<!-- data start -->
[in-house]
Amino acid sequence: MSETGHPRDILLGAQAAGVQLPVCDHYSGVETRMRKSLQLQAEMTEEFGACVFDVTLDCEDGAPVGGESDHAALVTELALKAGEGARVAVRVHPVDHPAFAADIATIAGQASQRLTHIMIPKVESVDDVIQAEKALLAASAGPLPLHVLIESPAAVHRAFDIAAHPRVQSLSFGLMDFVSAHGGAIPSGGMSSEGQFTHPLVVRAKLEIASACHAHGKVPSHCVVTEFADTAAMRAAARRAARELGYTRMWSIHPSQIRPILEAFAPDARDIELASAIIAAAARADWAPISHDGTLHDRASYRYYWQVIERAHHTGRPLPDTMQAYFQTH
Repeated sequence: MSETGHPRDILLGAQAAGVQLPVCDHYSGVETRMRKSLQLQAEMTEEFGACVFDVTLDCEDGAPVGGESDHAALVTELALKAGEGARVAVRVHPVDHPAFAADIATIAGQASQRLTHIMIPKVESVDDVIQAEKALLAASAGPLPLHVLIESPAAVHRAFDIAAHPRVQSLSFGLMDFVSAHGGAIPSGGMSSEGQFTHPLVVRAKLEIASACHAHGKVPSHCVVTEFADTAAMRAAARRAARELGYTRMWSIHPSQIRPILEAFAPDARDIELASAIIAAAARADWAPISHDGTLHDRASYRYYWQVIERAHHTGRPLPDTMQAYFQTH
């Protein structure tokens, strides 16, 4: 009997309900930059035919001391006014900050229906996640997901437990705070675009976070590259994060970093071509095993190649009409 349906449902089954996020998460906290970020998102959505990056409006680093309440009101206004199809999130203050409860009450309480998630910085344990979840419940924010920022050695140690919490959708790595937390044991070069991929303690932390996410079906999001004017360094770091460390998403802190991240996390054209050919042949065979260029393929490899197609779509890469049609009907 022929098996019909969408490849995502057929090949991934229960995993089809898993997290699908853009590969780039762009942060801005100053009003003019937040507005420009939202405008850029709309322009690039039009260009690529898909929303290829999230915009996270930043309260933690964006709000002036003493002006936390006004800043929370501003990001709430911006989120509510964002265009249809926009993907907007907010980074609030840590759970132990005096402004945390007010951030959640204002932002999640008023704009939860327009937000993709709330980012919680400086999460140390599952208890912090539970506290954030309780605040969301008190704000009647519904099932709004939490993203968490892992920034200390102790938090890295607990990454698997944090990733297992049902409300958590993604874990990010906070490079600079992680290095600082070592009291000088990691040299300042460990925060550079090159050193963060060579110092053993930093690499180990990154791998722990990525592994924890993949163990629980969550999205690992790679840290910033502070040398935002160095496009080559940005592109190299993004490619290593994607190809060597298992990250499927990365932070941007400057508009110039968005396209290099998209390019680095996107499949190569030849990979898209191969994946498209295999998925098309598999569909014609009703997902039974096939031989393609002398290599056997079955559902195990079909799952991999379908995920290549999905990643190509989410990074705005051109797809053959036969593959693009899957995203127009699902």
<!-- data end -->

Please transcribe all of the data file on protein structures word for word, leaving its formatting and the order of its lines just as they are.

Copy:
[in-house]
Amino acid sequence: MSETGHPRDILLGAQAAGVQLPVCDHYSGVETRMRKSLQLQAEMTEEFGACVFDVTLDCEDGAPVGGESDHAALVTELALKAGEGARVAVRVHPVDHPAFAADIATIAGQASQRLTHIMIPKVESVDDVIQAEKALLAASAGPLPLHVLIESPAAVHRAFDIAAHPRVQSLSFGLMDFVSAHGGAIPSGGMSSEGQFTHPLVVRAKLEIASACHAHGKVPSHCVVTEFADTAAMRAAARRAARELGYTRMWSIHPSQIRPILEAFAPDARDIELASAIIAAAARADWAPISHDGTLHDRASYRYYWQVIERAHHTGRPLPDTMQAYFQTH
Repeated sequence: MSETGHPRDILLGAQAAGVQLPVCDHYSGVETRMRKSLQLQAEMTEEFGACVFDVTLDCEDGAPVGGESDHAALVTELALKAGEGARVAVRVHPVDHPAFAADIATIAGQASQRLTHIMIPKVESVDDVIQAEKALLAASAGPLPLHVLIESPAAVHRAFDIAAHPRVQSLSFGLMDFVSAHGGAIPSGGMSSEGQFTHPLVVRAKLEIASACHAHGKVPSHCVVTEFADTAAMRAAARRAARELGYTRMWSIHPSQIRPILEAFAPDARDIELASAIIAAAARADWAPISHDGTLHDRASYRYYWQVIERAHHTGRPLPDTMQAYFQTH
């Protein structure tokens, strides 16, 4: 009997309900930059035919001391006014900050229906996640997901437990705070675009976070590259994060970093071509095993190649009409 349906449902089954996020998460906290970020998102959505990056409006680093309440009101206004199809999130203050409860009450309480998630910085344990979840419940924010920022050695140690919490959708790595937390044991070069991929303690932390996410079906999001004017360094770091460390998403802190991240996390054209050919042949065979260029393929490899197609779509890469049609009907 022929098996019909969408490849995502057929090949991934229960995993089809898993997290699908853009590969780039762009942060801005100053009003003019937040507005420009939202405008850029709309322009690039039009260009690529898909929303290829999230915009996270930043309260933690964006709000002036003493002006936390006004800043929370501003990001709430911006989120509510964002265009249809926009993907907007907010980074609030840590759970132990005096402004945390007010951030959640204002932002999640008023704009939860327009937000993709709330980012919680400086999460140390599952208890912090539970506290954030309780605040969301008190704000009647519904099932709004939490993203968490892992920034200390102790938090890295607990990454698997944090990733297992049902409300958590993604874990990010906070490079600079992680290095600082070592009291000088990691040299300042460990925060550079090159050193963060060579110092053993930093690499180990990154791998722990990525592994924890993949163990629980969550999205690992790679840290910033502070040398935002160095496009080559940005592109190299993004490619290593994607190809060597298992990250499927990365932070941007400057508009110039968005396209290099998209390019680095996107499949190569030849990979898209191969994946498209295999998925098309598999569909014609009703997902039974096939031989393609002398290599056997079955559902195990079909799952991999379908995920290549999905990643190509989410990074705005051109797809053959036969593959693009899957995203127009699902």